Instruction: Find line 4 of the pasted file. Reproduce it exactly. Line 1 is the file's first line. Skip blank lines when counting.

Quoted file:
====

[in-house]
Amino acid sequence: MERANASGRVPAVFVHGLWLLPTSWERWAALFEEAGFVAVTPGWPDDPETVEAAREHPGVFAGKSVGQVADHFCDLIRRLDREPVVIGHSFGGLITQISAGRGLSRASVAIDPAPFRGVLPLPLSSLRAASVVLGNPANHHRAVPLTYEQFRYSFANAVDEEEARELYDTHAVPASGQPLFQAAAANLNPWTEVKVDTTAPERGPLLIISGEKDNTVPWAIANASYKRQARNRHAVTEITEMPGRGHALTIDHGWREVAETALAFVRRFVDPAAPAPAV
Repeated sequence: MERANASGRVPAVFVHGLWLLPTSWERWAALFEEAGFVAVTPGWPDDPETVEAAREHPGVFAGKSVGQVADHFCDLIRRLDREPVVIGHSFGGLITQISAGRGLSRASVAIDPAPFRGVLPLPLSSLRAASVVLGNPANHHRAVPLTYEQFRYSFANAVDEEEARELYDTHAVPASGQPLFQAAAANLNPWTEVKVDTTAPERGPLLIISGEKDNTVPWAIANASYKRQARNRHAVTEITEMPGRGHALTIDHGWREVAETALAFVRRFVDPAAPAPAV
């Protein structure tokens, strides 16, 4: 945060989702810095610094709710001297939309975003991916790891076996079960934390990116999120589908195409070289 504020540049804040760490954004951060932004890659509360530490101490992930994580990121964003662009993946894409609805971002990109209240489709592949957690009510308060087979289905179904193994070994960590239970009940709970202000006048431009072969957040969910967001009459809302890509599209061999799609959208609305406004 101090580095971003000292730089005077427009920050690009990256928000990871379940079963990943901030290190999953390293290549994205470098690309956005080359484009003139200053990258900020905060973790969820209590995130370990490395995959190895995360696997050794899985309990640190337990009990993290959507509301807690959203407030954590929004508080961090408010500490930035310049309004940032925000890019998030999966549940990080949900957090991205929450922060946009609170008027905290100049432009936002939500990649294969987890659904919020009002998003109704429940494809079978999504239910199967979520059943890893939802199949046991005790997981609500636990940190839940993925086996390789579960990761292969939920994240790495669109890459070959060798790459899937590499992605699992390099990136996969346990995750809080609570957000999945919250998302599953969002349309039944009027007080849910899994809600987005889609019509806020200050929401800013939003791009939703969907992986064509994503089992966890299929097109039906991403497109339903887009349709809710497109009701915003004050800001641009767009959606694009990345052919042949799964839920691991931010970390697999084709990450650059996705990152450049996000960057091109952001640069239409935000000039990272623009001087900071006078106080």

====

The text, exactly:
């Protein structure tokens, strides 16, 4: 945060989702810095610094709710001297939309975003991916790891076996079960934390990116999120589908195409070289 504020540049804040760490954004951060932004890659509360530490101490992930994580990121964003662009993946894409609805971002990109209240489709592949957690009510308060087979289905179904193994070994960590239970009940709970202000006048431009072969957040969910967001009459809302890509599209061999799609959208609305406004 101090580095971003000292730089005077427009920050690009990256928000990871379940079963990943901030290190999953390293290549994205470098690309956005080359484009003139200053990258900020905060973790969820209590995130370990490395995959190895995360696997050794899985309990640190337990009990993290959507509301807690959203407030954590929004508080961090408010500490930035310049309004940032925000890019998030999966549940990080949900957090991205929450922060946009609170008027905290100049432009936002939500990649294969987890659904919020009002998003109704429940494809079978999504239910199967979520059943890893939802199949046991005790997981609500636990940190839940993925086996390789579960990761292969939920994240790495669109890459070959060798790459899937590499992605699992390099990136996969346990995750809080609570957000999945919250998302599953969002349309039944009027007080849910899994809600987005889609019509806020200050929401800013939003791009939703969907992986064509994503089992966890299929097109039906991403497109339903887009349709809710497109009701915003004050800001641009767009959606694009990345052919042949799964839920691991931010970390697999084709990450650059996705990152450049996000960057091109952001640069239409935000000039990272623009001087900071006078106080």